Rutgers behavioral and systems neuroscientist Tracey Shors, who co-authored the study, found that the newborn brain cells in young rats that were successful at learning survived while the same brain cells in animals that didn't master the task died quickly.
Shors, professor in the Department of Psychology and Center for Collaborative Neuroscience at Rutgers, said in those that didn't learn, three weeks after the new brain cells were made, nearly one-half of them were no longer there but in those that learned, it was hard to count. There were so many that were still alive.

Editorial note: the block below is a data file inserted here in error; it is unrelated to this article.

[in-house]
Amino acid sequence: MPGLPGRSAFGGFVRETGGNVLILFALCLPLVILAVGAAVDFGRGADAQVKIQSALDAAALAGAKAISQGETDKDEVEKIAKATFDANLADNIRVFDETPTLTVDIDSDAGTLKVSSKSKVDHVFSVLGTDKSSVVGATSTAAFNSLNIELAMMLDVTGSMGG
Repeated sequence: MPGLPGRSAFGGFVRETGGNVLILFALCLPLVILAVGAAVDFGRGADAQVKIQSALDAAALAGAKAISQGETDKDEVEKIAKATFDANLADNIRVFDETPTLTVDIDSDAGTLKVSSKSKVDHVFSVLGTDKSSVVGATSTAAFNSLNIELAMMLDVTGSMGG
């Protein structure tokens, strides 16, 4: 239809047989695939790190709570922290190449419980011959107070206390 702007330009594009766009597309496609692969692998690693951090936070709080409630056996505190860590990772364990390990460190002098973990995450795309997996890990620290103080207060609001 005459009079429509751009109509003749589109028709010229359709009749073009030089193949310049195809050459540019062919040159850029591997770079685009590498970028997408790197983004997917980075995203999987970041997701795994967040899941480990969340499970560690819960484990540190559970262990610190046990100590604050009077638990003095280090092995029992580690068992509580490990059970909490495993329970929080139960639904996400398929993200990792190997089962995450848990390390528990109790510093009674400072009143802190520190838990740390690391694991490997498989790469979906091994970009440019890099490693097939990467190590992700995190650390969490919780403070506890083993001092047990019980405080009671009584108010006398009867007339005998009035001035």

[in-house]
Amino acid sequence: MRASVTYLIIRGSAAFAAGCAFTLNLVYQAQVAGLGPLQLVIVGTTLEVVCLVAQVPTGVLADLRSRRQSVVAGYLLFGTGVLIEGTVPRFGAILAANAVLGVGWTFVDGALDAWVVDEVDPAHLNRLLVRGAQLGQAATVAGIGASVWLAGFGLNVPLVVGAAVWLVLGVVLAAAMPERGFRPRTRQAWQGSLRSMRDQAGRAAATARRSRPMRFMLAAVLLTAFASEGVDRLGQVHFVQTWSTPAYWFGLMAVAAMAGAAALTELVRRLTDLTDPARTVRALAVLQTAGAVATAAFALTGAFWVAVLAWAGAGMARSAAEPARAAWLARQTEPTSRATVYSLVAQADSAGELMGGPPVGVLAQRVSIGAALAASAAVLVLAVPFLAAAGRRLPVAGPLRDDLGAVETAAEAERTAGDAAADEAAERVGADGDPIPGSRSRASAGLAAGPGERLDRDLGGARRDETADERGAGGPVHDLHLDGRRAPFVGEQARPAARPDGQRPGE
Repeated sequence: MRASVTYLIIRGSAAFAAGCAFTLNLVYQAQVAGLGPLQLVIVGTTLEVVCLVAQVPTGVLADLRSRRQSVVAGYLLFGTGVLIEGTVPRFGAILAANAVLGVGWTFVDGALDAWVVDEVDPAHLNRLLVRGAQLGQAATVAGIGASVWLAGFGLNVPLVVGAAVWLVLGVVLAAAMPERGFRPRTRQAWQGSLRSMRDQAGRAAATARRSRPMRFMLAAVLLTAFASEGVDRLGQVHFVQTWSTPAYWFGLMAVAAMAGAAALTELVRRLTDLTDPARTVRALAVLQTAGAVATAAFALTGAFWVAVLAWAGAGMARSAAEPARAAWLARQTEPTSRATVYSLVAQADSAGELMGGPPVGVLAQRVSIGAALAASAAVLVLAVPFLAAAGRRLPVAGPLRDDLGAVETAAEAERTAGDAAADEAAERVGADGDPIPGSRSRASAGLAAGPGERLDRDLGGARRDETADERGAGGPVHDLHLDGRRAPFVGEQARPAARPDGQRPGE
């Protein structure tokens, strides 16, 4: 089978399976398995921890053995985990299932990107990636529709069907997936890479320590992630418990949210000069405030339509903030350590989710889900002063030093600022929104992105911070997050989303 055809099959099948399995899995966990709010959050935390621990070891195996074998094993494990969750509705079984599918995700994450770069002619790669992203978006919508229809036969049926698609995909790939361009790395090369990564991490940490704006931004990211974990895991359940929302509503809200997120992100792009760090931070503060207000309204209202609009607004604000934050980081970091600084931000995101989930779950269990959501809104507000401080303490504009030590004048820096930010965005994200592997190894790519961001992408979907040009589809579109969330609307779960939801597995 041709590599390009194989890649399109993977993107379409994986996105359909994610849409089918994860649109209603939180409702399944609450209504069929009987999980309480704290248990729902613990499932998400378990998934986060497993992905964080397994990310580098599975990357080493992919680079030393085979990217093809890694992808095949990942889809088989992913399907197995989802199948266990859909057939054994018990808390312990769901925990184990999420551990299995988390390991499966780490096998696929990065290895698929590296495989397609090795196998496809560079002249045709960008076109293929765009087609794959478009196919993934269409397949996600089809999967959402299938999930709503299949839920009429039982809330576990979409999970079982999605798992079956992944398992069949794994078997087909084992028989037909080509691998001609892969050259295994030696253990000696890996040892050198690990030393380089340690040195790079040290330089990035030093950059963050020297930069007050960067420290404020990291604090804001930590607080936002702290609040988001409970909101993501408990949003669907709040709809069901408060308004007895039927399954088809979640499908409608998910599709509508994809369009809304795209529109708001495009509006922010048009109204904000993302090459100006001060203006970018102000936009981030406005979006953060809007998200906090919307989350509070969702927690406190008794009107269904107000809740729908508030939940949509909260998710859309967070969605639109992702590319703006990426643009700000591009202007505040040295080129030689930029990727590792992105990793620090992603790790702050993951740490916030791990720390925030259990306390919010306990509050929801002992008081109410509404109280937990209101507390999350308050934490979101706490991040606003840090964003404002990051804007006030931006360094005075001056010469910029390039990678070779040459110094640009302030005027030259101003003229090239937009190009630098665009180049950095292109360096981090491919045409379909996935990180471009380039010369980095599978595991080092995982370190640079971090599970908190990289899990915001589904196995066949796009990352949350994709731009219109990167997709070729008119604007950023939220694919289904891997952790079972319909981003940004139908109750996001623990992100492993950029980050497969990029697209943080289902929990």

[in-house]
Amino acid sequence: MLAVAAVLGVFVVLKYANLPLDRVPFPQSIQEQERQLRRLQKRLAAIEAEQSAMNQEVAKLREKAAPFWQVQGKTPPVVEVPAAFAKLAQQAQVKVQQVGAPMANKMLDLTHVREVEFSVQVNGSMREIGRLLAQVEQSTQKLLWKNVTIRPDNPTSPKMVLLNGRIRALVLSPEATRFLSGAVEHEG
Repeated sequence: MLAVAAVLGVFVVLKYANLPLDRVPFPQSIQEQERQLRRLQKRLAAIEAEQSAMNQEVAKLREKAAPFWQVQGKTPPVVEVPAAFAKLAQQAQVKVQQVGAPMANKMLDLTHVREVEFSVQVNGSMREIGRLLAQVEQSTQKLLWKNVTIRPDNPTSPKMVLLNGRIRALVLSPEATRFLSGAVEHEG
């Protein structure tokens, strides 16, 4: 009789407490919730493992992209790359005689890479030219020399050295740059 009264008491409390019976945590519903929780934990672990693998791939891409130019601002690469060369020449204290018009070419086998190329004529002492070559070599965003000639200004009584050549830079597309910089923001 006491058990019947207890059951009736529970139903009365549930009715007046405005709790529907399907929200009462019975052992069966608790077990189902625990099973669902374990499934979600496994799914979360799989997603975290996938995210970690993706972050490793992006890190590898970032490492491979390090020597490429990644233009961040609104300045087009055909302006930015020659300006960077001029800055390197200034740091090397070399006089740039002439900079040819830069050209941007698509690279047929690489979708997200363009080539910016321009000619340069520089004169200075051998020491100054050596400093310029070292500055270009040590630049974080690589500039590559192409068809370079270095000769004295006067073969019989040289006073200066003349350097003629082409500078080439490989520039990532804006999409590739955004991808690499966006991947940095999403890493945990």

By examining the hippocampus - a portion of the brain associated with the process of learning - after the rats learned to associate a sound with a motor response, scientists found that the new brain cells injected with dye a few weeks earlier were still alive in those that had learned the task while the cells in those who had failed did not survive.
Since the process of producing new brain cells on a cellular level is similar in animals, including humans, Shors says ensuring that adolescent children learn at optimal levels is critical.
The study has been published in the journal Frontiers in Neuroscience.